It was 7.57am on a damp September day. Sybil, my carer, was due
at any minute. Hearing footsteps outside the bedroom window, my
door system buzzed into life. “Homecare’s here love, OK?” My heart
sank, it was not Sybil.
I knew the voice – but this woman had only visited me about
three times in all the years I’ve been getting homecare.
My assistance dog Rupert didn’t recognise the voice and plodded
off to investigate. Two minutes later the intercom buzzes again,
this time the voice sounded impatient: “Homecare ducks, OK!”
I wondered where my usual carer Sybil was. She is the one I have
had for five days a week for eight years, barring holidays and
sickness. She is the one listed on my weekly rota. I made a mental
note to contact the homecare service and ask yet again why I had
not been told about changes. The office knows that I like to know
ahead of time of any changes to staff or times of visits.
Rupert lay quietly on his rug, waiting for his promised Bonio.
I’d explained to him that he must not pretend to be scary to
visitors because the replacement carer may take longer to do her
work. I wondered what the next hour would have in store for me and
used the control at the side of my bed to release the door catch
and let the new carer in.
The unexpected carer advanced rapidly towards me, apron in place
and yanking her rubber gloves on. “Right then love,” she said.
“What are we doing to you today?” At the same time, without asking,
she swept my duvet unceremoniously off me and left me no time to
make myself tidy first. Again without asking, she started to lift
my legs – which was not a good idea.
My care plan includes a daily shower, which is brilliant for me
but not so good from a speedy carer’s perspective. Their favourite
tactic when you request a shower is to sigh, look at their watch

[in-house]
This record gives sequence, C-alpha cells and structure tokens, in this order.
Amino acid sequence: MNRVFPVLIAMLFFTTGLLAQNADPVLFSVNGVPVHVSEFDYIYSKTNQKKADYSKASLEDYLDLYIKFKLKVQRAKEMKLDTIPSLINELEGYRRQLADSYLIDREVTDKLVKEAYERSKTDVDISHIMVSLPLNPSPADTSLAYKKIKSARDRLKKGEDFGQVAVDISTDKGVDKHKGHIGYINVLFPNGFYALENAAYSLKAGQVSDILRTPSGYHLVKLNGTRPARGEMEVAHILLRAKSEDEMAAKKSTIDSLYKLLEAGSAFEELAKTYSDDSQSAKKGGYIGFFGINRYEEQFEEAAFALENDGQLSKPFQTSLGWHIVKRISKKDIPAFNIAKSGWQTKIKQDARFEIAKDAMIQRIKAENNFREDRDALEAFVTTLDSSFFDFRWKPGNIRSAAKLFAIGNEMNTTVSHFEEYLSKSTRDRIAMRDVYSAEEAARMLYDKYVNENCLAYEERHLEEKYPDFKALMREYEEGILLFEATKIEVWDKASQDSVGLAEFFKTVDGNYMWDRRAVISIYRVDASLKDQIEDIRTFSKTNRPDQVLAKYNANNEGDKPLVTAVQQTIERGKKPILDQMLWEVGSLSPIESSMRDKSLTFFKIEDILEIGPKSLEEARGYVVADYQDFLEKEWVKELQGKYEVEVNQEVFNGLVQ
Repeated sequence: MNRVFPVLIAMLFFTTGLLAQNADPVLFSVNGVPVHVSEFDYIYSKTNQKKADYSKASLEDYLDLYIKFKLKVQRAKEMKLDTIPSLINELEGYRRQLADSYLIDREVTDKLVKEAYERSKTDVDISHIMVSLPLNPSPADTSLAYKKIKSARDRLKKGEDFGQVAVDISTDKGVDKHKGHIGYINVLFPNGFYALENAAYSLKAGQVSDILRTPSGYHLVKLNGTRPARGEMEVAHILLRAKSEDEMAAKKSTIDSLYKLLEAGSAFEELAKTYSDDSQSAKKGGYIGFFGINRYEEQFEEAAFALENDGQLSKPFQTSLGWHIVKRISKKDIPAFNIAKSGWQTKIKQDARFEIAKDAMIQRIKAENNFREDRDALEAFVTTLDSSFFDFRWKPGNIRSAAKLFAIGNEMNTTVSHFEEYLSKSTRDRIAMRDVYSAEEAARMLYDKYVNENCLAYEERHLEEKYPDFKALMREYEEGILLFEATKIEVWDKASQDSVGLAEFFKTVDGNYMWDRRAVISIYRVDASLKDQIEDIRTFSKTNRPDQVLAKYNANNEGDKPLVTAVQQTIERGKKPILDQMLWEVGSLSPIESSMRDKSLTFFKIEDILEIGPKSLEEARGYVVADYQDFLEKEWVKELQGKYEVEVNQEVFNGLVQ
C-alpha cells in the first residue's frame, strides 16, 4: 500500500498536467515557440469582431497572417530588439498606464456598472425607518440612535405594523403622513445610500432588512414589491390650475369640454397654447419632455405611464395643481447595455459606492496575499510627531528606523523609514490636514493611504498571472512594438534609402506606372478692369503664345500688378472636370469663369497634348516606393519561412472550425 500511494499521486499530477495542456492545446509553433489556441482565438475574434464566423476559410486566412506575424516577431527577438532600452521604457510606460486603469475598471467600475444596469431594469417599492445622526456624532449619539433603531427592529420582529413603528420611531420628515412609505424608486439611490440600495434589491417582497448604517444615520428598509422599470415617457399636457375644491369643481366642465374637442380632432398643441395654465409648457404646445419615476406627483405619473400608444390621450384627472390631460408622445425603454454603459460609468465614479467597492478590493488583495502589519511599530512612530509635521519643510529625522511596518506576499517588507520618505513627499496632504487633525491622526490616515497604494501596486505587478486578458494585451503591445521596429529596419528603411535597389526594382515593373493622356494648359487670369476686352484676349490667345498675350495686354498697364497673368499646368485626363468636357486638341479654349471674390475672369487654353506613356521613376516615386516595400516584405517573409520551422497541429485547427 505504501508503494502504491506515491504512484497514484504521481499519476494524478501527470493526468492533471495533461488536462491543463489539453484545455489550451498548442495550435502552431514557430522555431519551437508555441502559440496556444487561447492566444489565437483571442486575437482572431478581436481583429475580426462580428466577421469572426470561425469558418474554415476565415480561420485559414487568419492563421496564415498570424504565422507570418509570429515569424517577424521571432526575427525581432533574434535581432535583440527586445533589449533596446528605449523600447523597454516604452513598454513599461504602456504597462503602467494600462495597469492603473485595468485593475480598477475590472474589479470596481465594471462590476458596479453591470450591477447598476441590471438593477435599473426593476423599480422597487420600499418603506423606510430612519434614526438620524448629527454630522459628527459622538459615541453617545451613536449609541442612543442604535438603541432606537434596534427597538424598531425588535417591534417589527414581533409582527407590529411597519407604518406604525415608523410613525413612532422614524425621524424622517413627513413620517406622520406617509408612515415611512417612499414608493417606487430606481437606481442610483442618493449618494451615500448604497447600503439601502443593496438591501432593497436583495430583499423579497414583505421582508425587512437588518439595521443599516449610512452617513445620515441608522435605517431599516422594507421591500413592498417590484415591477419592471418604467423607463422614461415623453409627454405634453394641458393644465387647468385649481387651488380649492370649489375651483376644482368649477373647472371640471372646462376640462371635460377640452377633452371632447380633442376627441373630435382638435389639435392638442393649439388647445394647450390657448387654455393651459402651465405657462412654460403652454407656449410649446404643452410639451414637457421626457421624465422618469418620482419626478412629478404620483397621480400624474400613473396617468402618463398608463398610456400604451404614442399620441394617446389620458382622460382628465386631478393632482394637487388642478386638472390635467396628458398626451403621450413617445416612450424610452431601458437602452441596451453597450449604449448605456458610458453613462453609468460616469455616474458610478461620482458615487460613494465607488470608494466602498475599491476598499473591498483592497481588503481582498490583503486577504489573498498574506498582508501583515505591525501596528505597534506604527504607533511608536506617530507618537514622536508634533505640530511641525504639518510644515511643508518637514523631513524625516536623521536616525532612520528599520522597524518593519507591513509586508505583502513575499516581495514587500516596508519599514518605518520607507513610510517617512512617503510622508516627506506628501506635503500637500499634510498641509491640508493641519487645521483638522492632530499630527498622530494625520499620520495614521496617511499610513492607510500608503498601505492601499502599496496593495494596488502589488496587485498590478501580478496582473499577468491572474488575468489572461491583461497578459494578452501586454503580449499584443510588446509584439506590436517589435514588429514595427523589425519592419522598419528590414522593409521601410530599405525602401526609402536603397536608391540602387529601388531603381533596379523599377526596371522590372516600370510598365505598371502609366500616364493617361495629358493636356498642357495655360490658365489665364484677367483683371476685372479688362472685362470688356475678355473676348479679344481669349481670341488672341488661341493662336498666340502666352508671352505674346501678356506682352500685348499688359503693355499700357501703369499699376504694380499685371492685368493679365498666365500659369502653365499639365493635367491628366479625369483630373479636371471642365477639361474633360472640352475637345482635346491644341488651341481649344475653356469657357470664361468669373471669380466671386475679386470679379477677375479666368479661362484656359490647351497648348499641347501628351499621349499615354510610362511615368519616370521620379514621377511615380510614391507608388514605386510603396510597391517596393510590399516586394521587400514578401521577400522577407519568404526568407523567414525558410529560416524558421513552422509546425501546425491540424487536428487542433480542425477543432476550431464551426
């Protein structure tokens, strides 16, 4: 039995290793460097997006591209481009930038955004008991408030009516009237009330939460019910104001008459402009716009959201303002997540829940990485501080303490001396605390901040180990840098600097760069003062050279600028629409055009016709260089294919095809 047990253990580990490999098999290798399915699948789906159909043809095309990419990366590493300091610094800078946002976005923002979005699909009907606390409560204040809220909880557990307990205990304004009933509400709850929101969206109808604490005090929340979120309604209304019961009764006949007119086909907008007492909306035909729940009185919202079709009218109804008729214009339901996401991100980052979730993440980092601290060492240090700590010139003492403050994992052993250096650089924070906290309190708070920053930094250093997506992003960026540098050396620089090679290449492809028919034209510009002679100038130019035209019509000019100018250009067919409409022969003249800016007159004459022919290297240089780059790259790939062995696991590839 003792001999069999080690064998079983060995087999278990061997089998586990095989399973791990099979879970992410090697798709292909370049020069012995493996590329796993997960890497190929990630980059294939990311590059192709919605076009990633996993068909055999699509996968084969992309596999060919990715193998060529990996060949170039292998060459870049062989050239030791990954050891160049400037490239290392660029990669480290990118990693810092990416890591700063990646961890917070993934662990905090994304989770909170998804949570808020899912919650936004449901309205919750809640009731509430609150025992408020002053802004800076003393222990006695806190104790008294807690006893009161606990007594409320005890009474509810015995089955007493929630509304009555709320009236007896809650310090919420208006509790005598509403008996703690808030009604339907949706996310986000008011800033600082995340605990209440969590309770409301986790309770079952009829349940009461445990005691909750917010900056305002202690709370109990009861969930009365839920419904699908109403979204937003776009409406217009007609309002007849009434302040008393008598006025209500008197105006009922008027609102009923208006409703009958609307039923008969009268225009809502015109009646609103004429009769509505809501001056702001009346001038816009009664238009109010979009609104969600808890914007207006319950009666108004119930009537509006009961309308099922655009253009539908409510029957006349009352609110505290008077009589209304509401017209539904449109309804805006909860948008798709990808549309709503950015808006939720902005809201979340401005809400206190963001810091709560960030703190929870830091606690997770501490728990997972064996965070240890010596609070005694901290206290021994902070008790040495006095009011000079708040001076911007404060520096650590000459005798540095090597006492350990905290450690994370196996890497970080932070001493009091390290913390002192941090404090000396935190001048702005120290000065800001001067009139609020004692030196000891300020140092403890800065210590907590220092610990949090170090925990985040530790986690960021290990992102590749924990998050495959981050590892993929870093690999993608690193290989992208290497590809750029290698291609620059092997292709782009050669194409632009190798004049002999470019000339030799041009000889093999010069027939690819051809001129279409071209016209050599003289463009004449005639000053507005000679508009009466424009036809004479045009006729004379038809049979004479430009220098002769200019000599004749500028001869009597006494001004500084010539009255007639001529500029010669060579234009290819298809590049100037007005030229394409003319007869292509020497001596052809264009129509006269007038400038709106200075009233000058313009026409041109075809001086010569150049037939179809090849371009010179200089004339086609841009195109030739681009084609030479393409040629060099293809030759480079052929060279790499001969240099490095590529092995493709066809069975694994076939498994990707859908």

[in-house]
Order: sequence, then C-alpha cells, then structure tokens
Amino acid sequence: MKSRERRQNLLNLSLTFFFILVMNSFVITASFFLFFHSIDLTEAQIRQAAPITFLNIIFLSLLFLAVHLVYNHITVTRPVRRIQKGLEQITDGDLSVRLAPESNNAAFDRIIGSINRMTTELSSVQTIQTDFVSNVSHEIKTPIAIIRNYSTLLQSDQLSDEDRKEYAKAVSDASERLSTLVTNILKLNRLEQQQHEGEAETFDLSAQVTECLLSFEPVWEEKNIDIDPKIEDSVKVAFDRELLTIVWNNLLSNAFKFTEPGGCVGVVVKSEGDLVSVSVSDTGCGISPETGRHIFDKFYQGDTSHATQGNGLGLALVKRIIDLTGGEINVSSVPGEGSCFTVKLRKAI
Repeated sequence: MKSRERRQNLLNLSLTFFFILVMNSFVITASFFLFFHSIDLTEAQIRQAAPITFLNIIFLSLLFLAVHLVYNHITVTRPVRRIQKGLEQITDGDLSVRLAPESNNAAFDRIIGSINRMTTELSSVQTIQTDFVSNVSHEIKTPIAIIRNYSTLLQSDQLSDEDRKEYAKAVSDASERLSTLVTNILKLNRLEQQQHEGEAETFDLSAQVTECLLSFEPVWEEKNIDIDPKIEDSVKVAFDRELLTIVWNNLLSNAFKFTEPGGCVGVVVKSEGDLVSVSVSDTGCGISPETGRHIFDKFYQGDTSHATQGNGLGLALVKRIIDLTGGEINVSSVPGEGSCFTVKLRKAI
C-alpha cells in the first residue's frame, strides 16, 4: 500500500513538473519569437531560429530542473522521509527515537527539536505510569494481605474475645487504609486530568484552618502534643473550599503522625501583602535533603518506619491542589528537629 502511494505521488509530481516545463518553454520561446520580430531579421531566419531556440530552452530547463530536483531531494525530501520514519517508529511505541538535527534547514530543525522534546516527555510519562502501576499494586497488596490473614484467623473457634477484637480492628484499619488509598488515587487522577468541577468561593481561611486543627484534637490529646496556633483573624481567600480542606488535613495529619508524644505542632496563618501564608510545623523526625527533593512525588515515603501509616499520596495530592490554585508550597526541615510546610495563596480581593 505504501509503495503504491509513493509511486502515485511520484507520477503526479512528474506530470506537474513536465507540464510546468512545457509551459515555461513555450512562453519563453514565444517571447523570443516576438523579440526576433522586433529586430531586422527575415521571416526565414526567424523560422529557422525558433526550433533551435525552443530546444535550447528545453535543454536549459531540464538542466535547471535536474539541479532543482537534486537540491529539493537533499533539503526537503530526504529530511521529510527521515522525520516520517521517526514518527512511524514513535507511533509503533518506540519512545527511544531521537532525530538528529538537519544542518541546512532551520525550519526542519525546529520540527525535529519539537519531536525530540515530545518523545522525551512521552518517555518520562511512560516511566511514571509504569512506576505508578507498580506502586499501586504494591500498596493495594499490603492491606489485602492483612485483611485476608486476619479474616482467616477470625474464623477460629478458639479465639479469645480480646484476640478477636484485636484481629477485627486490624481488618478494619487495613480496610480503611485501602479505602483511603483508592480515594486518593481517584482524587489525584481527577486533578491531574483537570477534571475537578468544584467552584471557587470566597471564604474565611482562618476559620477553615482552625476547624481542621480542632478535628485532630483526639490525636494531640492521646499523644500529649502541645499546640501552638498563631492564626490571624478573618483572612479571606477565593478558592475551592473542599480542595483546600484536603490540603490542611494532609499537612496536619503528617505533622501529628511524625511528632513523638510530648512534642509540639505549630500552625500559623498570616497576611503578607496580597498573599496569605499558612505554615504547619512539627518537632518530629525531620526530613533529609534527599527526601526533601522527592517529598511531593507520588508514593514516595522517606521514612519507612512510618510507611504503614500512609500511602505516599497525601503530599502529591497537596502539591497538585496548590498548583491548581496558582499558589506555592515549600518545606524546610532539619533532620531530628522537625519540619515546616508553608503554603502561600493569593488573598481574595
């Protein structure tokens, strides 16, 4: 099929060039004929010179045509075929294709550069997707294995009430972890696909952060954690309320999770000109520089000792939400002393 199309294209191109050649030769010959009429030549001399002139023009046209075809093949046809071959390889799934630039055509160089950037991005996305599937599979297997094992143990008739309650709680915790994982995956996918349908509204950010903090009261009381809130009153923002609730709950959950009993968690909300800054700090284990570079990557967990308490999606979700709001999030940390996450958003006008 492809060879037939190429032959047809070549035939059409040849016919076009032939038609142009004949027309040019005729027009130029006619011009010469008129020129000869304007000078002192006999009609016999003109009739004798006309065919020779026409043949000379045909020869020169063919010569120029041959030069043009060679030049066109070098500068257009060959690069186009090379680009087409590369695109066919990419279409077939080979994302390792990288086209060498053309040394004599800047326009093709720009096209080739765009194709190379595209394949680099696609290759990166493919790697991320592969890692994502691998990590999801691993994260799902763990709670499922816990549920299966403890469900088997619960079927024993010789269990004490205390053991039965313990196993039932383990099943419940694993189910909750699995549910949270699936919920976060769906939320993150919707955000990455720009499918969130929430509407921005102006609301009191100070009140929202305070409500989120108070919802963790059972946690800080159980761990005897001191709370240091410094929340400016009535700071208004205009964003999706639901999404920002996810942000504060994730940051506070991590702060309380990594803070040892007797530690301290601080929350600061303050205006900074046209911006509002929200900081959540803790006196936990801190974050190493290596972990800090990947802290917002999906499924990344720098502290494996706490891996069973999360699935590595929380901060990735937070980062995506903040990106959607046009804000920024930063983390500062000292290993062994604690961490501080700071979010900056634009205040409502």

and say they would if it was up to them but “they haven’t been
given the time”. At this stage I am probably only 20 minutes into
my allocated one-hour slot and officially there are still 40
Doing this would also mean that they will need to stay their
allocated time and they cannot just rush in and out, make the bed
with me still in it (joke – they just pull the cover back, complete
with cold hot water bottle and crinkles), wash up in yesterday’s
cold water, sweep toast crumbs down side of cooker – and that’s if
I was lucky enough to get some toast.
Having succeeded in obtaining my shower I managed to avoid her
offer to scrub my back. I was left feeling like a muddy jacket
potato being scrubbed to go in the oven. She prepared to put my
nightdress back on me again. When I declined her offer she sounded
surprised and said: “Oh! You get dressed then?”
“Yes please”, I smiled. I had an appointment at the House of
Commons that day as part of the European Year of the Disabled and
did not think a nightdress was suitable for the meeting.
Alison Lewis has had multiple sclerosis for 20 years and
uses direct payments.